My Coolest Cousin came in from out of town over the past few days, helping our granny to get some more of her things for the stay in Idaho over the summer. My Cousin, Ashley, lives in her mom’s house in Salt Lake City in what I to this day think is just about one of the coolest houses I have ever seen. The house itself is beautiful, but the place is on about an acre with room to grow things and a well all to themselves. What’s more, the house was built with a cellar and space for plenty of canned foods and such, so that self reliance could be had fairly easily in the heart of suburban hell. They really do get the opportunity for the best of both worlds there!
Ashley got a look at the chicken operation we have going here, and was able to collect eggs with me one day. The idea of such an easy to care for pet really appealed to her, especially with the egg benefit. So we all went down to the True Value Hardware in Overton and granny got two more baby hens and one for me as a fee for raising her two, and Ashley picked out two for herself! All of the hens are Silver Laced Wyandot, except for one of Ashley’s two, which is an Ameraucana. She loved the green eggs! Ashley also got a feeder and watering container which will be perfect for her two till they are quite a bit older. The containers have tall bits for storage over the dispensary units, which will prevent the chickens pooping in their food the way they tend to in the flat trays.
I was really excited, and so was Ashley for her getting a start on chickens. Hopefully everything will go well for her and she will have a great time with them, and will stick with them for a long time to come. But as my pragmatic cousin likes to say, “if not, I am only out $3.50 per bird!” Nice one Ash!
So they have just left the house, and we are going to get back to normal again. You know how it is with company, good to have them come, good to have them go. I suppose in the anxiety of them leaving this morning, or because of the heat, I woke up around 3AM. Finally at 5:30 I decided to go sit someplace inconspicuous outside and do what parents sometimes do. I watched the children. I wanted to see first hand what goes on out there in the mornings when they care for the animals. One boy fed the horses, and the other one finally came out and put some water in the yard for the birds. The thing is, after looking into the old swimming pool, he left it uncared for, and when I looked in after, the two ducks in there were left with almost no water at all. That is not a good thing here in the desert, especially as it is getting into the 90’s every day now! I have been trying to get the boys into the habit of watering the animals if nothing else, but they just give it no care at all. I don’t know what to do! I want them to learn responsibility, and I want them to care for the animals, but when the one who is caring specifically for the ducks as though it is his own business won’t even water them, then I think maybe he needs either a kick up the backside (again), or to have his profitable business taken off him. When asked later inside which chores they did, he said his brother fed the horses (correct), “and I made sure all of the other animals had food and water.” Uh, actually the cat was also left to starve.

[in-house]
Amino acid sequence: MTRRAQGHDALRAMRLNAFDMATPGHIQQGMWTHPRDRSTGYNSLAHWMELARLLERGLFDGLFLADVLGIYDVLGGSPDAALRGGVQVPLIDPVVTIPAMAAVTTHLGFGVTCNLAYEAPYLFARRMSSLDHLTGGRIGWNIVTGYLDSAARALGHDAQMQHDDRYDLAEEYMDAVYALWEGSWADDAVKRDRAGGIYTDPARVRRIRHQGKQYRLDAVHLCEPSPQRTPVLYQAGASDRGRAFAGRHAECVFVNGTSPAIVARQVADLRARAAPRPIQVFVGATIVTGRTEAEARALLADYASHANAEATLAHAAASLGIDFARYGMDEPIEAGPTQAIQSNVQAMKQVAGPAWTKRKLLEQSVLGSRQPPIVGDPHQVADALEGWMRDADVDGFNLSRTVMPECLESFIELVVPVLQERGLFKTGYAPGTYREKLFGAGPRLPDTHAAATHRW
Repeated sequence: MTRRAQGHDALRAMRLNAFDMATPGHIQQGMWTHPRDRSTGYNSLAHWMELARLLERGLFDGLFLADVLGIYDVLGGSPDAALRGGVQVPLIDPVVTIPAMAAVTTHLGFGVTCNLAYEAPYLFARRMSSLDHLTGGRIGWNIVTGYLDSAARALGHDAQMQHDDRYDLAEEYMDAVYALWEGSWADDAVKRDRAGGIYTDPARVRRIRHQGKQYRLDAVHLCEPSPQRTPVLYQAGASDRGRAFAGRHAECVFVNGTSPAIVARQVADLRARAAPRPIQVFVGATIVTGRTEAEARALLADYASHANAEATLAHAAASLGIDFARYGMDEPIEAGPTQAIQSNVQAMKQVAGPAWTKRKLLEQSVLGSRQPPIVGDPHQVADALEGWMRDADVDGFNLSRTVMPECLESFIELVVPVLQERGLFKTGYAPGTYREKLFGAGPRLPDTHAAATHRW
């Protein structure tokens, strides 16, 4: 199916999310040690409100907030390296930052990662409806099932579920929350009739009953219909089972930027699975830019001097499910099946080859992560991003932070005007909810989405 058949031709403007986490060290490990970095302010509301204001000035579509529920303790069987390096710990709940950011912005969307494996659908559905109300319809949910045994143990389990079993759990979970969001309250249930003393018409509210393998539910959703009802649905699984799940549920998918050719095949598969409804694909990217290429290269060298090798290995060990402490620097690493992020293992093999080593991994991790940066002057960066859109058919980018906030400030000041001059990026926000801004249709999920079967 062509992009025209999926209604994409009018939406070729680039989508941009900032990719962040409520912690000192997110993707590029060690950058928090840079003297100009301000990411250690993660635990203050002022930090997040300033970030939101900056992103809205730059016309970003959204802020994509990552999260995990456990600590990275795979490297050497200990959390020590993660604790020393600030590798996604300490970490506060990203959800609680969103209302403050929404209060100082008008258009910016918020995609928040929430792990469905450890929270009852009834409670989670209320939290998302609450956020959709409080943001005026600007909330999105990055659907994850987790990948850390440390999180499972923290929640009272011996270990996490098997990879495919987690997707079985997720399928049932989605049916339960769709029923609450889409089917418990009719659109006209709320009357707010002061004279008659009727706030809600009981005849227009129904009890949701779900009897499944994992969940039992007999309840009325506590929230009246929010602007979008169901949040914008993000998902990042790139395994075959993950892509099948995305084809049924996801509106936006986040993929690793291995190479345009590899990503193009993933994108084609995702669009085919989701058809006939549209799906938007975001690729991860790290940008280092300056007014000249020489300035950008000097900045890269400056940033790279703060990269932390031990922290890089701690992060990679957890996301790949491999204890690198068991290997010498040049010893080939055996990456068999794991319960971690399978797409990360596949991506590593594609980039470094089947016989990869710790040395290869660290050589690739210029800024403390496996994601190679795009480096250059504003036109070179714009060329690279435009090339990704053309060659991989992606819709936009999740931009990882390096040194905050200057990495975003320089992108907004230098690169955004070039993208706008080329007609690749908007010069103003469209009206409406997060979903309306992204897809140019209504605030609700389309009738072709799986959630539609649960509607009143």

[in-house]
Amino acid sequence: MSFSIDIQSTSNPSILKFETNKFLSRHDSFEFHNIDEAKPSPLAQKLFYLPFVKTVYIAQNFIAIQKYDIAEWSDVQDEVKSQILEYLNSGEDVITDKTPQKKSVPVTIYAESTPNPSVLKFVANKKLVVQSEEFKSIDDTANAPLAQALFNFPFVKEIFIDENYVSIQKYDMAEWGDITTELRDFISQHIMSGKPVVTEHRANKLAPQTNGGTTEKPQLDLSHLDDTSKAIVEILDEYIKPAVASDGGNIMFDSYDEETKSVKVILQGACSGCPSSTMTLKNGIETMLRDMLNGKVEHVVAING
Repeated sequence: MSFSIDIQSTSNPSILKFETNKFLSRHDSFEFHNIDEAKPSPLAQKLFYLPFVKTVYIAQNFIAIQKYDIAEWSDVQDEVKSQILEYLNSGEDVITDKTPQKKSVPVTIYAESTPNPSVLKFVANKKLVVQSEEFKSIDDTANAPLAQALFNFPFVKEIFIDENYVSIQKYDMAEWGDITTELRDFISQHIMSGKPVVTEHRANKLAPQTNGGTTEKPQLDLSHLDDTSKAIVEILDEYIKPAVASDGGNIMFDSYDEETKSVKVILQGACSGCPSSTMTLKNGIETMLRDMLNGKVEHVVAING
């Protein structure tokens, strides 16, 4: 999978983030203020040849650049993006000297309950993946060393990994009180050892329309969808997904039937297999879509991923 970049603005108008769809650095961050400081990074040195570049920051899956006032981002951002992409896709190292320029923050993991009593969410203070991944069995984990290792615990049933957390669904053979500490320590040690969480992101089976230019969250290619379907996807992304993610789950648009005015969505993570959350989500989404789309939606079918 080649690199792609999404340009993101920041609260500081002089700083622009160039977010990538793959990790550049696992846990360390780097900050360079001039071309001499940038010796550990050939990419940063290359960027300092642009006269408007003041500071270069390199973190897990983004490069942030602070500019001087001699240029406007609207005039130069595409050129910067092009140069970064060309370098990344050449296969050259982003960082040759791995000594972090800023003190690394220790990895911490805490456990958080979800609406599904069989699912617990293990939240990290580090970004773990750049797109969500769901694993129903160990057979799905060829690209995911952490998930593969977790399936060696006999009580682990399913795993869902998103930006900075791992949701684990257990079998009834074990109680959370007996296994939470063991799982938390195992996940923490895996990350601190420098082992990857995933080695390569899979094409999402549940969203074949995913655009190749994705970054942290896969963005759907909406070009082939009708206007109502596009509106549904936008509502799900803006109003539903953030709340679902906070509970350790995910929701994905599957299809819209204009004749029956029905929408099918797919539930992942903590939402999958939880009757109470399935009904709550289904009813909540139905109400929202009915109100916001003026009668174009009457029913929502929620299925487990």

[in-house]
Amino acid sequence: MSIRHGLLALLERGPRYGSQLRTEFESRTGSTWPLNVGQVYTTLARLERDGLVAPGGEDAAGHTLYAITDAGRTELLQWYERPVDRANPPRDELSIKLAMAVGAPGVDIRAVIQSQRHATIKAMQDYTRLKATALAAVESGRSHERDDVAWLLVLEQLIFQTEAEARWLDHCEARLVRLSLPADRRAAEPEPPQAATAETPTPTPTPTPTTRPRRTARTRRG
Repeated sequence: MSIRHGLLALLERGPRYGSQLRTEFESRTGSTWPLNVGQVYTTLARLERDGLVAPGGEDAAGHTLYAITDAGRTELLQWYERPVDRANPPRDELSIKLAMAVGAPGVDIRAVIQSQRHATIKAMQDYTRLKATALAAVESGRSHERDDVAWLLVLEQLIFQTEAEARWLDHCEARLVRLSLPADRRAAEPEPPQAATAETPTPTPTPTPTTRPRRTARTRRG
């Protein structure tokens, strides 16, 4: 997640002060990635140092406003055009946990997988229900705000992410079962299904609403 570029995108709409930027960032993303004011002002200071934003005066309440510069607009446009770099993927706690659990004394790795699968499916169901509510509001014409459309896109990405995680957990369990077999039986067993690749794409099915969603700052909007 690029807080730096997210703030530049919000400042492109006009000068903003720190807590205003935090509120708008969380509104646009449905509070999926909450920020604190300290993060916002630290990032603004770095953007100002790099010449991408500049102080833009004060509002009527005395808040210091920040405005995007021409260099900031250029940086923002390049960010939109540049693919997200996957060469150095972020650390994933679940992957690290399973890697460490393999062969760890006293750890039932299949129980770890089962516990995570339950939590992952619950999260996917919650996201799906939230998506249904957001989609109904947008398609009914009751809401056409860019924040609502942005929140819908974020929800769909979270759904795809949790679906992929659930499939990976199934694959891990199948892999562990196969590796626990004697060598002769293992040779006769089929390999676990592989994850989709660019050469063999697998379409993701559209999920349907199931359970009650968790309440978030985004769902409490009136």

Luckily I do check on them almost every day at about 9AM. But this does serve to reinforce the point that children must be given responsibility, but parents must also check on them because that responsibility is not only a part of your livelihood, but also these animals lives. I cannot stress enough that if children are in charge of the care of the animals as a learning and growing experience, and well they should be, then there needs to be a safety net in place such as an adult checking things over after to be sure that the animals are not being left to starve or die of thirst. It has always been policy here that the cat must be fed, or he may turn to eating the ducklings. If the eldest boy is in care of the ‘other animals’ (everything but the horses), and he runs the business of keeping the ducks as his own business, then what care has he given by leaving the cat hungry, and the ducks with no water?
Well, I got some more carrot seeds to help our failing crop along! With any luck we will have a bumper crop in the autumn. I expect that next year will bring more gardening tips as this is a total learning year for us about not just gardening, but also this new hostile environment we live in, with hostile water bills!
The Prospering Peasant